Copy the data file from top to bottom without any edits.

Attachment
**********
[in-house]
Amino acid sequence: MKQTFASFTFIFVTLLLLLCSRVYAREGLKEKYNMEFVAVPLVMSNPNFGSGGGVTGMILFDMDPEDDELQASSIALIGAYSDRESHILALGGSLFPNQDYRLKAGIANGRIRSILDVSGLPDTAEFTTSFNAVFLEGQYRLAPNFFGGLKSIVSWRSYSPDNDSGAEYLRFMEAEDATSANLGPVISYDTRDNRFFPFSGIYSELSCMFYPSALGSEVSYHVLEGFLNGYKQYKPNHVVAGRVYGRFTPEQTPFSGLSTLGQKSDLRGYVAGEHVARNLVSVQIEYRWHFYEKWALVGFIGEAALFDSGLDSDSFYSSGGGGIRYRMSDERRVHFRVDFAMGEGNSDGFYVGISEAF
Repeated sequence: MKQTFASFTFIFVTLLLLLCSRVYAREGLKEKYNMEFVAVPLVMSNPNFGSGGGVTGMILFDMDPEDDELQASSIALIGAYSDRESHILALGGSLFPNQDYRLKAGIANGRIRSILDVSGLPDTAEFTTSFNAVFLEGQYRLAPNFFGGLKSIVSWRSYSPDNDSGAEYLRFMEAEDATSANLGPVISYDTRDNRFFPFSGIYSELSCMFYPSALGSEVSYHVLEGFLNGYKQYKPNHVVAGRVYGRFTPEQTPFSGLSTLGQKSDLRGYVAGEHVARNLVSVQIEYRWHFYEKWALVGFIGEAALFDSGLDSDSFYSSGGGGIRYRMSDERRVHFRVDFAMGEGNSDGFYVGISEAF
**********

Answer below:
[in-house]
Amino acid sequence: MKQTFASFTFIFVTLLLLLCSRVYAREGLKEKYNMEFVAVPLVMSNPNFGSGGGVTGMILFDMDPEDDELQASSIALIGAYSDRESHILALGGSLFPNQDYRLKAGIANGRIRSILDVSGLPDTAEFTTSFNAVFLEGQYRLAPNFFGGLKSIVSWRSYSPDNDSGAEYLRFMEAEDATSANLGPVISYDTRDNRFFPFSGIYSELSCMFYPSALGSEVSYHVLEGFLNGYKQYKPNHVVAGRVYGRFTPEQTPFSGLSTLGQKSDLRGYVAGEHVARNLVSVQIEYRWHFYEKWALVGFIGEAALFDSGLDSDSFYSSGGGGIRYRMSDERRVHFRVDFAMGEGNSDGFYVGISEAF
Repeated sequence: MKQTFASFTFIFVTLLLLLCSRVYAREGLKEKYNMEFVAVPLVMSNPNFGSGGGVTGMILFDMDPEDDELQASSIALIGAYSDRESHILALGGSLFPNQDYRLKAGIANGRIRSILDVSGLPDTAEFTTSFNAVFLEGQYRLAPNFFGGLKSIVSWRSYSPDNDSGAEYLRFMEAEDATSANLGPVISYDTRDNRFFPFSGIYSELSCMFYPSALGSEVSYHVLEGFLNGYKQYKPNHVVAGRVYGRFTPEQTPFSGLSTLGQKSDLRGYVAGEHVARNLVSVQIEYRWHFYEKWALVGFIGEAALFDSGLDSDSFYSSGGGGIRYRMSDERRVHFRVDFAMGEGNSDGFYVGISEAF